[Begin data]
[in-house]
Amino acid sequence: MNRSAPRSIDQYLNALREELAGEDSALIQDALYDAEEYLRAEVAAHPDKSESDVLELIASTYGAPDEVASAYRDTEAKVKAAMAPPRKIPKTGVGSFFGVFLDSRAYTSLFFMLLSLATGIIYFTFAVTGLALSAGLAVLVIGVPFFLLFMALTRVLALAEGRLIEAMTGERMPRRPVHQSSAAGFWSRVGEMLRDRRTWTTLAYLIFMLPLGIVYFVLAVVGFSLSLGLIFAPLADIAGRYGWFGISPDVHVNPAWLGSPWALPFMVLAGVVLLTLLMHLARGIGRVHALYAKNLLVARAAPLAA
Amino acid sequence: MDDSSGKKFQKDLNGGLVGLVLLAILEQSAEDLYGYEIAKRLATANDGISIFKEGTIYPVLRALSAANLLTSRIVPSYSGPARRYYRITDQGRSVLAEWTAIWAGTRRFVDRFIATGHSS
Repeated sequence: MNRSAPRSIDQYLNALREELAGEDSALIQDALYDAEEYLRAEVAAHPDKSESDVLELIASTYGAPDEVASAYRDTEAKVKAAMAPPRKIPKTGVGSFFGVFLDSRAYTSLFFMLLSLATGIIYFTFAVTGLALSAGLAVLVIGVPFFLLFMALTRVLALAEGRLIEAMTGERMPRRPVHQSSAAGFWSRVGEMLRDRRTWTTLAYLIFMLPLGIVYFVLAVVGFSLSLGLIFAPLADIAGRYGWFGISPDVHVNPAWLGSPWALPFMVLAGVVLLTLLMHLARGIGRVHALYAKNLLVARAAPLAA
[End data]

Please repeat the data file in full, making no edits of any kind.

[in-house]
Amino acid sequence: MNRSAPRSIDQYLNALREELAGEDSALIQDALYDAEEYLRAEVAAHPDKSESDVLELIASTYGAPDEVASAYRDTEAKVKAAMAPPRKIPKTGVGSFFGVFLDSRAYTSLFFMLLSLATGIIYFTFAVTGLALSAGLAVLVIGVPFFLLFMALTRVLALAEGRLIEAMTGERMPRRPVHQSSAAGFWSRVGEMLRDRRTWTTLAYLIFMLPLGIVYFVLAVVGFSLSLGLIFAPLADIAGRYGWFGISPDVHVNPAWLGSPWALPFMVLAGVVLLTLLMHLARGIGRVHALYAKNLLVARAAPLAA
Amino acid sequence: MDDSSGKKFQKDLNGGLVGLVLLAILEQSAEDLYGYEIAKRLATANDGISIFKEGTIYPVLRALSAANLLTSRIVPSYSGPARRYYRITDQGRSVLAEWTAIWAGTRRFVDRFIATGHSS
Repeated sequence: MNRSAPRSIDQYLNALREELAGEDSALIQDALYDAEEYLRAEVAAHPDKSESDVLELIASTYGAPDEVASAYRDTEAKVKAAMAPPRKIPKTGVGSFFGVFLDSRAYTSLFFMLLSLATGIIYFTFAVTGLALSAGLAVLVIGVPFFLLFMALTRVLALAEGRLIEAMTGERMPRRPVHQSSAAGFWSRVGEMLRDRRTWTTLAYLIFMLPLGIVYFVLAVVGFSLSLGLIFAPLADIAGRYGWFGISPDVHVNPAWLGSPWALPFMVLAGVVLLTLLMHLARGIGRVHALYAKNLLVARAAPLAA